Overview of embedded programming and debugging

This section intends to provide an overview of how to go about programming and debugging microcontrollers on embedded hardware. Later sections of this book will dive into numerous topics from simply flashing a binary onto a chip to single stepping through instructions, inspecting memory and registers, instructing the CPU to halt execution under certain conditions and wait for input, look for changes in specific memory locations, etc.

Why programmers and debuggers

What are debuggers and programmers?

Generally, an additional hardware device is required to allow the host PC you are developing on to connect to the target microcontroller. These devices have several names such as debugger, debug probe or programmer. Sometimes they are referred to by a specific brand or protocol they speak, e.g. ST-Link, JLink. These devices are typically distinct pieces of hardware, but in case you are using development boards, they are often integrated into the board.

To add to the confusion, the software used to control the hardware device, in our case gdb is also typically referred to as 'debugger'.

In contrast to creating software for a PC, the compiled program will be running on a different device and needs to be transferred to the target which needs to be instructed to execute the program. This is accomplished by the debugger device. The debugger is therefor our main tool to understand and debug the inner workings of the system being developed. These tools are very powerful and give the user complete access and jurisdiction over a microcontroller, even to the point that the user can rewrite arbitrary memory manually if desired.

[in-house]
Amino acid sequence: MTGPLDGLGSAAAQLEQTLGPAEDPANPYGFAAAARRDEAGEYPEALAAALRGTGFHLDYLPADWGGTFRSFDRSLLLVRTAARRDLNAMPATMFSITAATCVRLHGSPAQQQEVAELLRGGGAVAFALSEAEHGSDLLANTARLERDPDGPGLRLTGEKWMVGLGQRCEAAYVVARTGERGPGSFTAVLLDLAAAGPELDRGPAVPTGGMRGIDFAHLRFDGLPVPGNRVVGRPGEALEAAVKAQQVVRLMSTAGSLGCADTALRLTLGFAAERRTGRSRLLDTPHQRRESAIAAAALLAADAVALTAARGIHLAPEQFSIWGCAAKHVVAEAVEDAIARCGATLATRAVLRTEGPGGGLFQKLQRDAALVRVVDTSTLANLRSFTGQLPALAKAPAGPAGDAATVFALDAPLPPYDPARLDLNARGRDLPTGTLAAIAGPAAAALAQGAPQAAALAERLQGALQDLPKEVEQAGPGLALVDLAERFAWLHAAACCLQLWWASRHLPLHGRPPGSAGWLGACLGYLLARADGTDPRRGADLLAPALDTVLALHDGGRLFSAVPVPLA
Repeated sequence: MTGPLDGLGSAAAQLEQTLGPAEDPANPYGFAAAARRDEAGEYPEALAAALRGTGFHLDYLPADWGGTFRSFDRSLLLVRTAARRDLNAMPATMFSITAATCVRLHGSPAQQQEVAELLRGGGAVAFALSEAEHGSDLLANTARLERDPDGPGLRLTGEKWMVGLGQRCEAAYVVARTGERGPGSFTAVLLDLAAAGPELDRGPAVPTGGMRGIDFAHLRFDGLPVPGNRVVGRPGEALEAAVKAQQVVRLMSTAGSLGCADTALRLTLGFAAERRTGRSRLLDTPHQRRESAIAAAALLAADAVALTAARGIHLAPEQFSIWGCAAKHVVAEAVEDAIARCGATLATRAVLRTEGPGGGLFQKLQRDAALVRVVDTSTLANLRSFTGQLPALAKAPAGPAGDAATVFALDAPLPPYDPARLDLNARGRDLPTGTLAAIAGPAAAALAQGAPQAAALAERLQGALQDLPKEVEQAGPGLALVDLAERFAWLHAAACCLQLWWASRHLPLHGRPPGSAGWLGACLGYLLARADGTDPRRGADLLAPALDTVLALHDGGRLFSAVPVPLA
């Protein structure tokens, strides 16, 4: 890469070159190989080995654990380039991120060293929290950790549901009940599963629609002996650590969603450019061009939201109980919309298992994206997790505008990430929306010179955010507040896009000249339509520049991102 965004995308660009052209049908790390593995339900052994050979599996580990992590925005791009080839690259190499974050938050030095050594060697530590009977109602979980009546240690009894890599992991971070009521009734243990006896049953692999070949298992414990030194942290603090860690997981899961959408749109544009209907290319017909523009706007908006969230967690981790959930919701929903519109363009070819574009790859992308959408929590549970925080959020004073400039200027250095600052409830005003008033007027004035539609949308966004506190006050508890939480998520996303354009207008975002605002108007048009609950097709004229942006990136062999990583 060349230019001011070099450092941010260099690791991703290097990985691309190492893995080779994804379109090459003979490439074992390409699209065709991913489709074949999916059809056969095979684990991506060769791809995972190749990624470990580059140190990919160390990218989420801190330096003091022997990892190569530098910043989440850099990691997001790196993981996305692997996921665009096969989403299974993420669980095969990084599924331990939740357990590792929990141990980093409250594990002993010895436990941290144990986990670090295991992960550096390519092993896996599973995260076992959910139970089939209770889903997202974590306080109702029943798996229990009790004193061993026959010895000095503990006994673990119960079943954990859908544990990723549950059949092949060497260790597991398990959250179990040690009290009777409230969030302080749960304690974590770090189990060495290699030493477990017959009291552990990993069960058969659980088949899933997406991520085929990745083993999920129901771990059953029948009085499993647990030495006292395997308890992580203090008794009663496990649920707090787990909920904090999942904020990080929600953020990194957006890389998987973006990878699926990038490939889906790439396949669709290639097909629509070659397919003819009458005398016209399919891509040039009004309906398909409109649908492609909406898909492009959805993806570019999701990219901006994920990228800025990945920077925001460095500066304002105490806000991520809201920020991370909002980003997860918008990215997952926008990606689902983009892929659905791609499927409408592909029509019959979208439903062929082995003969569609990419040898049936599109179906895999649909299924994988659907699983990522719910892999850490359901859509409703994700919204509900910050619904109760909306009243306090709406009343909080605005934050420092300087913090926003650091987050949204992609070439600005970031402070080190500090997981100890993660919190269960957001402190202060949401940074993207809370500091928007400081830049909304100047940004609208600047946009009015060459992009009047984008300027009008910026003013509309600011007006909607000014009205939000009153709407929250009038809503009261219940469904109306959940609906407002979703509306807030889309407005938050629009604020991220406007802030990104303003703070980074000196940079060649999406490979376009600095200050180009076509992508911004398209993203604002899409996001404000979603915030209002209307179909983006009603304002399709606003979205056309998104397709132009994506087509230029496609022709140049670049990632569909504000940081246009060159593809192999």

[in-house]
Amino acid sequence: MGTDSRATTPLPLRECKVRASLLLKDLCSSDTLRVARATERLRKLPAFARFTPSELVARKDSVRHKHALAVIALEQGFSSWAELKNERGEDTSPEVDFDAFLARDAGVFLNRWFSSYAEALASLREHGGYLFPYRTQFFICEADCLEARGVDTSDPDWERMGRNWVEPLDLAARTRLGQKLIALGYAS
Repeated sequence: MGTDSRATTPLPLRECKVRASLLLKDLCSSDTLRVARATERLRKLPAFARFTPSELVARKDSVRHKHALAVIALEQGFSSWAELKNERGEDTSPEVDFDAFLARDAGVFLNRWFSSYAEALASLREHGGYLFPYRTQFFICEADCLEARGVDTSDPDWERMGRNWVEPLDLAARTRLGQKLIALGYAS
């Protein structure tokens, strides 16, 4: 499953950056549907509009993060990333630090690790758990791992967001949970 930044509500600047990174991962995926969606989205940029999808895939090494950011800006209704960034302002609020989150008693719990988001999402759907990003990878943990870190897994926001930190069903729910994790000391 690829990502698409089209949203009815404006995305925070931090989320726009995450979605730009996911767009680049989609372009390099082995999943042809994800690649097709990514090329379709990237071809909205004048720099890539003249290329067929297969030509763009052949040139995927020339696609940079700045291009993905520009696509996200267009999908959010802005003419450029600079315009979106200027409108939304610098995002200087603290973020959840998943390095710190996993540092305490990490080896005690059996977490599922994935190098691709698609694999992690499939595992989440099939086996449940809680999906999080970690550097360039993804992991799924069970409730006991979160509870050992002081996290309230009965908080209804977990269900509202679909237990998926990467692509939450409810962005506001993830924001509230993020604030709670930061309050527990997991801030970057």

Our main option for debugging embedded targets is a version of gdb specifically targetted to the processor architecture being used, for example, arm-none-eabi-gdb for bare metal arm targets. Unlike debugging on a local machine, the gdb instance and application code typically run on different devices. gdb supports this through the use of servers and remote targets, whereby the debugger device implements the gdb server, and the gdb instance can connect to this to interact with the running application.

While the invocation of GDB is typically independent of the debugger and thus gdb server you are using, you may need to change the remote server address when connecting and provide specific options (such as semihosting) which are not universally available on all debugger devices.


  • Run gdb ELF where ELF is your output file to start gdb (ie. gdb target/thumbv7em-none-eabihf/release/hello_world)
  • Enter target extended-remote :PORT to connect to the gdb server (ie. target extended-remote :4242), note that this may be a TCP or serial port depending on the programmer
  • Get debugging!

gdb will automatically execute commands from a .gdbinit file in the directory from which it is executed, allowing you to automate the connection to the gdb server and setting any breakpoints you might need. A useful minimal example is:

	# Connect to the remote target
	target extended-remote :4242
	# Load the application
	# Set a breakpoint on our entry to main
	break main
	# Start execution

Useful Commands

In general gdb will interpret the shortest series of characters required to uniquely identify a command as that command, for example tar instead of target.

  • target extended-remote ADDR connects to a remote target.
  • break LOCATION or b LOCATION sets a breakpoint, for example b main sets a breakpoint on the entry to main.
  • print VARIABLE or p VARIABLE prints the value of a variable at the point you are inspecting, p\x VARIABLE prints it in hex.
  • delete N or d N deletes a breakpoint by index.
  • continue or c continues to the next breakpoint.
  • step or s steps through execution line by line.
  • backtrace or bt prints a backtrace from the point you are currently inspecting.